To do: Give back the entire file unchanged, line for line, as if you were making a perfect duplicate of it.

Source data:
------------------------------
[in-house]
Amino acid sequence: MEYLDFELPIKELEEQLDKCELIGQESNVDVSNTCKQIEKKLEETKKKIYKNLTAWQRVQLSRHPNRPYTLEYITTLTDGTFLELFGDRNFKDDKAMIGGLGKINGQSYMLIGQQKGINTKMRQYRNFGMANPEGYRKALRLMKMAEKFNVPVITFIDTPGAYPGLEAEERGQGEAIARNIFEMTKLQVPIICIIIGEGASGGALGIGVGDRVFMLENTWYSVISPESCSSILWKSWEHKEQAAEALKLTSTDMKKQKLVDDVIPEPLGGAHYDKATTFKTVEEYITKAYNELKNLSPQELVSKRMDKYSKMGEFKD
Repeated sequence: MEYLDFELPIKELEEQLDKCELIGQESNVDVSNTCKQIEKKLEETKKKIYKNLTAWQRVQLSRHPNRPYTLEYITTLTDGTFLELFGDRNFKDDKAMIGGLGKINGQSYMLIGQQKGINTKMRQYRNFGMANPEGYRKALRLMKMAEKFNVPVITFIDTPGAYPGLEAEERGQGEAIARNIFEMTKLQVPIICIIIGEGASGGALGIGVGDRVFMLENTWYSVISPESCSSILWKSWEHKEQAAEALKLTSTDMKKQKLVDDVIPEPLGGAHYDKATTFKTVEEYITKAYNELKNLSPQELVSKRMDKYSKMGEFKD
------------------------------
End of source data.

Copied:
[in-house]
Amino acid sequence: MEYLDFELPIKELEEQLDKCELIGQESNVDVSNTCKQIEKKLEETKKKIYKNLTAWQRVQLSRHPNRPYTLEYITTLTDGTFLELFGDRNFKDDKAMIGGLGKINGQSYMLIGQQKGINTKMRQYRNFGMANPEGYRKALRLMKMAEKFNVPVITFIDTPGAYPGLEAEERGQGEAIARNIFEMTKLQVPIICIIIGEGASGGALGIGVGDRVFMLENTWYSVISPESCSSILWKSWEHKEQAAEALKLTSTDMKKQKLVDDVIPEPLGGAHYDKATTFKTVEEYITKAYNELKNLSPQELVSKRMDKYSKMGEFKD
Repeated sequence: MEYLDFELPIKELEEQLDKCELIGQESNVDVSNTCKQIEKKLEETKKKIYKNLTAWQRVQLSRHPNRPYTLEYITTLTDGTFLELFGDRNFKDDKAMIGGLGKINGQSYMLIGQQKGINTKMRQYRNFGMANPEGYRKALRLMKMAEKFNVPVITFIDTPGAYPGLEAEERGQGEAIARNIFEMTKLQVPIICIIIGEGASGGALGIGVGDRVFMLENTWYSVISPESCSSILWKSWEHKEQAAEALKLTSTDMKKQKLVDDVIPEPLGGAHYDKATTFKTVEEYITKAYNELKNLSPQELVSKRMDKYSKMGEFKD